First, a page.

Let’s jump to his Daily Notes in Innovation Investor for more:

Due to the Federal Reserve’s actions, it is our belief that the new trajectory for the stock market is cause for an update of our investment strategy. 

In short, before the Fed’s hawkish commentary [last week], we were near-, medium-, and long-term bullish. We were bullish all around.

Now, after that hawkishness, we are short-term bearish but still medium- and long-term bullish.

Practically speaking, this means Luke isn’t recommending a “buy the dip” approach in the next handful of weeks. Instead, it’s a slightly tweaked approach: “Wait for the right moment to buy the dip aggressively.”

Luke and his team are monitoring the technical and fundamental trends underlying the stock market right now with the goal of identifying that “right moment.”

Here’s Luke:

…When it appears, we’ll let you know immediately – and go on a huge shopping spree. 

Because a golden buying opportunity is coming.

How high is the market headed once bullishness eventually returns?

In answering this, Luke points toward earnings estimates and historical price-to-earnings ratios.

Back to Luke’s Daily Notes:

Earnings growth is expected to inflect from negative this year to positive next year and stay positive in 2025. That’s bullish. 

If you run the math on those future earnings estimates, it becomes clear that – so long as those estimates prove true – stocks will soar over the next 15 months. 

The 2025 EPS estimate for the S&P 500 is $290. The S&P 500 has averaged a forward earnings multiple of 17.5X over the past 15 years, and 20X over the past five years.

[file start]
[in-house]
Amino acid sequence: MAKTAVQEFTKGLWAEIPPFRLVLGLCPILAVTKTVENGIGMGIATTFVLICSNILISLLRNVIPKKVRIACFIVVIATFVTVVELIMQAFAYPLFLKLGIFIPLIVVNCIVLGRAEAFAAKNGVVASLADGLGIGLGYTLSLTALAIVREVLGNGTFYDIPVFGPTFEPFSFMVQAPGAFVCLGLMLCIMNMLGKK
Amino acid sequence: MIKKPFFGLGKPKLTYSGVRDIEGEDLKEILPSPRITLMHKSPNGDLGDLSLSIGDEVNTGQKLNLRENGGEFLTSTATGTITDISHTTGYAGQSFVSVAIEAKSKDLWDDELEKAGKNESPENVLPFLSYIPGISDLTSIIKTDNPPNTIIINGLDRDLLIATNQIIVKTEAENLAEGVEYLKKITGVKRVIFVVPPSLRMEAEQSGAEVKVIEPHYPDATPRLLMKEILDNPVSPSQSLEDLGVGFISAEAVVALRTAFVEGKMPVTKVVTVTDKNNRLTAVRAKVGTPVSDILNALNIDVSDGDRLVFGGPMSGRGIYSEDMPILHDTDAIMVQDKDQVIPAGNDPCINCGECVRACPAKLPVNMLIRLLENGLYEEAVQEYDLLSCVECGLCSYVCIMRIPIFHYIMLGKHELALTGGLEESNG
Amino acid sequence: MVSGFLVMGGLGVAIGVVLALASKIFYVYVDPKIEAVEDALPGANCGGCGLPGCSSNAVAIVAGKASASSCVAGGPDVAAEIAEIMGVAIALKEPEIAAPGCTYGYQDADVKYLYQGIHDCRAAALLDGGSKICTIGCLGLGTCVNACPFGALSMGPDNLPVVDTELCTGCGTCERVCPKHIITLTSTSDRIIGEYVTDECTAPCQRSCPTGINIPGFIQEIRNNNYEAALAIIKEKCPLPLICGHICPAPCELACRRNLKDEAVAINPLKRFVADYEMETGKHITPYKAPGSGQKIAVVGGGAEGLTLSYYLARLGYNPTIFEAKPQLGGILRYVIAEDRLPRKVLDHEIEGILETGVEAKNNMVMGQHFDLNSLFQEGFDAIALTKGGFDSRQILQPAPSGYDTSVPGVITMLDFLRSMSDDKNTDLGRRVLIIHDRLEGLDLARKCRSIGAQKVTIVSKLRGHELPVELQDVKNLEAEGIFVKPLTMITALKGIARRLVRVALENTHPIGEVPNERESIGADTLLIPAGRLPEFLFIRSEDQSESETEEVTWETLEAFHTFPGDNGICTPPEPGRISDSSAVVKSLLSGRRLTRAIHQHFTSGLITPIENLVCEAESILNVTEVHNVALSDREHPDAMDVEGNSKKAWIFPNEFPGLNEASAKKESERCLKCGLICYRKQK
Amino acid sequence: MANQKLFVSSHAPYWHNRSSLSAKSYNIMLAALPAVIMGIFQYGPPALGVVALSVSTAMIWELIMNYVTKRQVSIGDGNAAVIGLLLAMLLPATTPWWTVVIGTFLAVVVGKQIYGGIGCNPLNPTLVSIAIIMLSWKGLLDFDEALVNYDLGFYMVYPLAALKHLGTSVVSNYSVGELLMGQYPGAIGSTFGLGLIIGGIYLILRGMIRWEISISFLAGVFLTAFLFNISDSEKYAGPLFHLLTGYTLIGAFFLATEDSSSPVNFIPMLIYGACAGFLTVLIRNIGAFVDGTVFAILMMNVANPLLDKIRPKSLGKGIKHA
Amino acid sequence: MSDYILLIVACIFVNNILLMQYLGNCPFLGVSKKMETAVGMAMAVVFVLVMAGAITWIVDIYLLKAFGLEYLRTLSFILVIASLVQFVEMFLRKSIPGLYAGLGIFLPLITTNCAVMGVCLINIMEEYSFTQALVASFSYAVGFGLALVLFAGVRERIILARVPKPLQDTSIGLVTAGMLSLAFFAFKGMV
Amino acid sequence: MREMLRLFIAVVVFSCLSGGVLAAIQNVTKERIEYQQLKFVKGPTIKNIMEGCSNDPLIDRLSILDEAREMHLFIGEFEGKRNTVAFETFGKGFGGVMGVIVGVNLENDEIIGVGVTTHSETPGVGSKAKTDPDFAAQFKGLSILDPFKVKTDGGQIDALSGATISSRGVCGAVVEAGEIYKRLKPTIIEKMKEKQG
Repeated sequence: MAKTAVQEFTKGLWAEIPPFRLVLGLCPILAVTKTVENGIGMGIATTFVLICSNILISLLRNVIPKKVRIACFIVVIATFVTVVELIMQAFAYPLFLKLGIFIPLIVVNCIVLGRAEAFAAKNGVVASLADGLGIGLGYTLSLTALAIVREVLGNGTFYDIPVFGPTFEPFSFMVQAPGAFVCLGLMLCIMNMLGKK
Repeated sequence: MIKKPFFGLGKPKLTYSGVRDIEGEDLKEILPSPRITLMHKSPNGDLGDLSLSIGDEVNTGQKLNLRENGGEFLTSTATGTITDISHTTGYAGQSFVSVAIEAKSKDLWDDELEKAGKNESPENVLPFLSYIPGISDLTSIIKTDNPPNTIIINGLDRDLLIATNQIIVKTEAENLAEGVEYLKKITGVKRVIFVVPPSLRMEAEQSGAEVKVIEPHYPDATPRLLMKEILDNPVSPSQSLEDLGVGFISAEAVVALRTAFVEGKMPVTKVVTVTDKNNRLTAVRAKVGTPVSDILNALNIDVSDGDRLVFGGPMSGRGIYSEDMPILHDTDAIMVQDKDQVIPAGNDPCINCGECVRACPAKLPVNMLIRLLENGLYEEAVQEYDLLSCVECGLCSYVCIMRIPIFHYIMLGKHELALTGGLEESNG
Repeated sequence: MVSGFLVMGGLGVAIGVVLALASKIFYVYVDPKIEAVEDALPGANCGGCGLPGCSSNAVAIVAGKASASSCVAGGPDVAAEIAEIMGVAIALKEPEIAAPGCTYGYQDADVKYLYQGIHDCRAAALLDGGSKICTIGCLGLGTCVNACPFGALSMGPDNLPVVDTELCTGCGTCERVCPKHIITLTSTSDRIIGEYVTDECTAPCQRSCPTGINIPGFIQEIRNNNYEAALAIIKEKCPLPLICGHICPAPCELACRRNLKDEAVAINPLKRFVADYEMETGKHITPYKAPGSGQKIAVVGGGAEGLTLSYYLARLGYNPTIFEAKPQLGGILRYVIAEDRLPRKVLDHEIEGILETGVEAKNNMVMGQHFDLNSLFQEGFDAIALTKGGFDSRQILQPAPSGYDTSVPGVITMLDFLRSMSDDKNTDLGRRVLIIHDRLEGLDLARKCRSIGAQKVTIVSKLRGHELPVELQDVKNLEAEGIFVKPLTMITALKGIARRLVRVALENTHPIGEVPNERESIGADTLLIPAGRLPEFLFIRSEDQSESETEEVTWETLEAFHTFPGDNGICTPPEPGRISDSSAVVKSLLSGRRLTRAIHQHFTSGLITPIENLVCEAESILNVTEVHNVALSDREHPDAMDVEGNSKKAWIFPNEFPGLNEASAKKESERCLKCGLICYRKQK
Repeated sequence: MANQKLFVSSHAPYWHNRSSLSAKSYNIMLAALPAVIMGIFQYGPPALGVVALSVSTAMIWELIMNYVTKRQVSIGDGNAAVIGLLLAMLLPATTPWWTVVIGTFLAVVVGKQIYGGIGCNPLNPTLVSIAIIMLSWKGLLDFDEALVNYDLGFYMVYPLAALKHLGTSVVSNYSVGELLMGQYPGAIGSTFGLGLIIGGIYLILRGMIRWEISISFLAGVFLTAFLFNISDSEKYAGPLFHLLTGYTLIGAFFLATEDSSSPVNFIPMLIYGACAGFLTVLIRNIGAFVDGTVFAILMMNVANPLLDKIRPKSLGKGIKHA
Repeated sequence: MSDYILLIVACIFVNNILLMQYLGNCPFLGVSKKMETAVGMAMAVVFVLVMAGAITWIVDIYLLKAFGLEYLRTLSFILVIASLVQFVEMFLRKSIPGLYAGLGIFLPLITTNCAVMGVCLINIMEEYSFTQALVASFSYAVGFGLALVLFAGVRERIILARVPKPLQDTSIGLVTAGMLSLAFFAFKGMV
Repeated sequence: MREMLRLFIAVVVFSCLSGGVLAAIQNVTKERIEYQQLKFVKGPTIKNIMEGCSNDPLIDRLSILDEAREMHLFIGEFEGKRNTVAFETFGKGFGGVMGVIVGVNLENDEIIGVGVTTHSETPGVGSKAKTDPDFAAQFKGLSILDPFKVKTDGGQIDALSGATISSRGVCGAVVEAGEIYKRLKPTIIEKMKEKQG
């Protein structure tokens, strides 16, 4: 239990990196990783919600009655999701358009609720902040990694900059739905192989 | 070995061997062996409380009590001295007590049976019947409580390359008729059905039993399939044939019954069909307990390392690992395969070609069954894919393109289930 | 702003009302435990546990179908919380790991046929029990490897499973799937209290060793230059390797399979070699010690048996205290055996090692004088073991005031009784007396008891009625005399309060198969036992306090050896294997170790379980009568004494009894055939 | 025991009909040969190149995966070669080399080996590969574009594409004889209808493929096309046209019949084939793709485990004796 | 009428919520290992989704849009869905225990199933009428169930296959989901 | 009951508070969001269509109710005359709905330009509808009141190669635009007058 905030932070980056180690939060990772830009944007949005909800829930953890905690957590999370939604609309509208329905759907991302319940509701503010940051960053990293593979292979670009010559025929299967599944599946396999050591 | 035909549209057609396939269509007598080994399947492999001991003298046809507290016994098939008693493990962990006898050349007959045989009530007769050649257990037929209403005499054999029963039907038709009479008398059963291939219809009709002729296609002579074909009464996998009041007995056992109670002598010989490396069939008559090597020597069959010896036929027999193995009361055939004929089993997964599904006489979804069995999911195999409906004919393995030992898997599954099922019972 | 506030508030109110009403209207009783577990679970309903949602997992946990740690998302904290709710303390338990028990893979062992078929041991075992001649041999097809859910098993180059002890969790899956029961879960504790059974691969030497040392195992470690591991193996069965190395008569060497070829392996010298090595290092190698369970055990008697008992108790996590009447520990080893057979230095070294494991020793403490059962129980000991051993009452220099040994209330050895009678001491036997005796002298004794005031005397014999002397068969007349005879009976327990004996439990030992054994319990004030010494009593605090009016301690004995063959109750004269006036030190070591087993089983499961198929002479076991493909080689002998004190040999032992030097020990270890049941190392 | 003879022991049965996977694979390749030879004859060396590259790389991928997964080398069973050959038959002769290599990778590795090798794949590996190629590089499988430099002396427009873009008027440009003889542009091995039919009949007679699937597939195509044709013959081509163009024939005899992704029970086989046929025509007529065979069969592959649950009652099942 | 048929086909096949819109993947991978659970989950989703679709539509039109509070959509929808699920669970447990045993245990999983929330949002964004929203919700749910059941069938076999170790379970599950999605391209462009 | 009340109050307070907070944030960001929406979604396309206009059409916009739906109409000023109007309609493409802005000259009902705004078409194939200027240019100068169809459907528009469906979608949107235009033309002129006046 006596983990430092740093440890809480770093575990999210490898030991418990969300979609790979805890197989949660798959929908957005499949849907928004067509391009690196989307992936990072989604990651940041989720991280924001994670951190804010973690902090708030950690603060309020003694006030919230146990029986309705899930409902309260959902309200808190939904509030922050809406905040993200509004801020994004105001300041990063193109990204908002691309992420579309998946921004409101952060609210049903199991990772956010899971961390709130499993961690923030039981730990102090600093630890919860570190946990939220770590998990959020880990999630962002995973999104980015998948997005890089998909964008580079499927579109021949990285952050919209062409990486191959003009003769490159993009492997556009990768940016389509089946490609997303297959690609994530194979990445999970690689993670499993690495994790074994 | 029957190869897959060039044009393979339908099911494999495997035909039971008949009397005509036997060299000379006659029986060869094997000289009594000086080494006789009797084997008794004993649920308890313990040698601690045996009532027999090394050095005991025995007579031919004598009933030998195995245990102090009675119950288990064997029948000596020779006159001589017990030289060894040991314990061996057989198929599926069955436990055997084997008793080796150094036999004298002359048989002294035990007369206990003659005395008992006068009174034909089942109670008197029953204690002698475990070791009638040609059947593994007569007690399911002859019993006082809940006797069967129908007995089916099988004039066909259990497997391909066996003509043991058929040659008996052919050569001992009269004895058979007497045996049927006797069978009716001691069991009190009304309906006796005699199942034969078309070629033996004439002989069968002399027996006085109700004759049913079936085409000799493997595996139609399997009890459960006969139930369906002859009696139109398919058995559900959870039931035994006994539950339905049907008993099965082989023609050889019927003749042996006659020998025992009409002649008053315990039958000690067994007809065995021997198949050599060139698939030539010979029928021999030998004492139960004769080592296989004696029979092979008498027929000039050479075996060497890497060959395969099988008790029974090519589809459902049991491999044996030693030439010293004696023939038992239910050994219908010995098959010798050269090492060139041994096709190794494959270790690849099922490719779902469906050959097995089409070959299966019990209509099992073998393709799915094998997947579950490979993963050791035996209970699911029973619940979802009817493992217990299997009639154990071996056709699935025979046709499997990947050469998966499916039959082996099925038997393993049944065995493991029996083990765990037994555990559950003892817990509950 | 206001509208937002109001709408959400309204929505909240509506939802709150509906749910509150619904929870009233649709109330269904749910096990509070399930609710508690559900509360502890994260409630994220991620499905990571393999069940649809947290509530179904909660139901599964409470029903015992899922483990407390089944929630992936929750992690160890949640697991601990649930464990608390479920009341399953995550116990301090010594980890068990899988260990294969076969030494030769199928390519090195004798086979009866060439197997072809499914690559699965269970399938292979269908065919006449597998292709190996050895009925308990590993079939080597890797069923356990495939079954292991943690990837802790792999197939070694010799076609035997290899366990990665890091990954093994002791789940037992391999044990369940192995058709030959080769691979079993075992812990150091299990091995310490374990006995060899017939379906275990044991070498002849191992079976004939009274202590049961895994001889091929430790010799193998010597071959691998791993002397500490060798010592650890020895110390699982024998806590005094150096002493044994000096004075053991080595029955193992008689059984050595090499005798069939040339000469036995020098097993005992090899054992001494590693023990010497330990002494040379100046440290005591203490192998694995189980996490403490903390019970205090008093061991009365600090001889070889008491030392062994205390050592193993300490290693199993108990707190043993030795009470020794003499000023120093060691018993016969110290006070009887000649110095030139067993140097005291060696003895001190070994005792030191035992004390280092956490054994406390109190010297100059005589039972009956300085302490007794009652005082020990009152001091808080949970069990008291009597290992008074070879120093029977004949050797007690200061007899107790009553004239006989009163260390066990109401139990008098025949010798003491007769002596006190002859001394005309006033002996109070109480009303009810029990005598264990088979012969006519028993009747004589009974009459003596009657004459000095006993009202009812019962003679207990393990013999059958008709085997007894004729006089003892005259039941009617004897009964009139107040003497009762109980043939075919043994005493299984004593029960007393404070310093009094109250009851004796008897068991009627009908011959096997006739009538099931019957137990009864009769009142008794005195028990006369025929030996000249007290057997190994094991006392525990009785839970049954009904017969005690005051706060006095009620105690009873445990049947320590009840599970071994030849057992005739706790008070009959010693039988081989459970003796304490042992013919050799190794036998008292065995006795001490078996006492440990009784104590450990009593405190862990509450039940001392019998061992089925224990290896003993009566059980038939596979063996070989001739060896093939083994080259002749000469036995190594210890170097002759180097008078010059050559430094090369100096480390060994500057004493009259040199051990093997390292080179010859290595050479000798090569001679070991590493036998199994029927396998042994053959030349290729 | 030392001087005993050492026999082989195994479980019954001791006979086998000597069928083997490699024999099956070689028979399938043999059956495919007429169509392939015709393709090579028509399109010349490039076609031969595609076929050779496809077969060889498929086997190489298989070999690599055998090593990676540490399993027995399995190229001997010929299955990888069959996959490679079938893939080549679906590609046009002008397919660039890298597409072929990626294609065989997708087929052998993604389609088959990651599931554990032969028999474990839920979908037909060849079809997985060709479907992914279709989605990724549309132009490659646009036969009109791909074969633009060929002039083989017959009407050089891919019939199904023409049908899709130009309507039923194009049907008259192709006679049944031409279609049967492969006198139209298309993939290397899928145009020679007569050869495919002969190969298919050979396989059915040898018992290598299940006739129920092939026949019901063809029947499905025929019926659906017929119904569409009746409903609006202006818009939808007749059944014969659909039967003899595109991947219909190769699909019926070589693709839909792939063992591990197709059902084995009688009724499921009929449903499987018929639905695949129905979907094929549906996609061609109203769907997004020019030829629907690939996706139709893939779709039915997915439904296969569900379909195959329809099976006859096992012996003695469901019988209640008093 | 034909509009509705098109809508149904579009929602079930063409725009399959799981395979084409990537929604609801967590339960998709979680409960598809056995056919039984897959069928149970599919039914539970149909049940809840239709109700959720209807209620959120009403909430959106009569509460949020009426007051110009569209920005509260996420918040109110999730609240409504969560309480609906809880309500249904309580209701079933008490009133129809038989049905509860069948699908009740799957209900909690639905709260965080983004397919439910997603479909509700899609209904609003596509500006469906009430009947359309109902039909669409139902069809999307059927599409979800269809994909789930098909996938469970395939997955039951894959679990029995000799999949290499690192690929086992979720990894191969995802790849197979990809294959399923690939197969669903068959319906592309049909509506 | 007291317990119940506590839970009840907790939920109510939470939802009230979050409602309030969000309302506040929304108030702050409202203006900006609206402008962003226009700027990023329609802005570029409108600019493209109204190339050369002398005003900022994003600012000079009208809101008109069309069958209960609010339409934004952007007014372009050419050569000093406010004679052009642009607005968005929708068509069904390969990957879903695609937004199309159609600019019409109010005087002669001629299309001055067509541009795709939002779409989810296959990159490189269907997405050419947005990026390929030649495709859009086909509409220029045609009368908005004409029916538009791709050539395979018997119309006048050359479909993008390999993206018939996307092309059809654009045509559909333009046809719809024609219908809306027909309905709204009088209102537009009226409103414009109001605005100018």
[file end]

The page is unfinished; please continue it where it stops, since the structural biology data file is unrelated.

At the lower end, a 17.5X forward multiple on 2025 EPS estimates of $290 implies a 2024 price target for the market of 5,075 – about 16% above where we currently trade. 

At the upper end, a 20X forward multiple on 2025 EPS estimates of $290 implies a 2024 price target for the market of 5,800 – about 33% above where we currently trade. 

Either way, if 2025 EPS estimates are to be believed, then stocks have huge upside potential over the next 15 months. 

To me, the key phrase from Luke is “so long as those [earnings] estimates prove true.”

And that brings us full circle to the Toxic Trifecta from earlier in today’s Digest

The 10-year Treasury yield, a loose proxy for borrowing costs, impacts how much companies must pay to finance their growth – affecting earnings…

The cost of oil directly impacts countless corporate Profit & Loss statements by pushing operating expenses higher – affecting earnings…

And the climbing U.S. Dollar undercuts the value of profits generated outside U.S. borders due to currency headwinds – affecting earnings…

The big question is “how much?”

If we see relief from the Toxic Trifecta as we head into 2024, then bullish earnings estimates have a far better shot at materializing.

Now, though we’ve just been talking about long-term earnings, our most immediate clue will come from Q3 earnings season that begins in two weeks with the big banks reporting. JPMorgan will post its results on Friday the 13th. Let’s try not to read anything into that date.

Here’s Luke’s market forecast to take us out:

We believe the Fed will shift toward dovishness, but it will take weeks (not days) and several weak economic reports (not just one) to get it to embrace such a stance. 

Once it does, stocks will rally. But until then, stocks will remain choppy – hence our short-term cautious but medium- and long-term bullish outlooks…

But on a medium-/long-term basis, everything still looks very healthy. 

So, just embrace this volatility because it will create opportunity. Not yet. But soon. And when the bottom does arrive – likely in October – the rally on the other side will be very big and very fast. 

Have a good evening,

Jeff Remsburg

Article printed from InvestorPlace Media,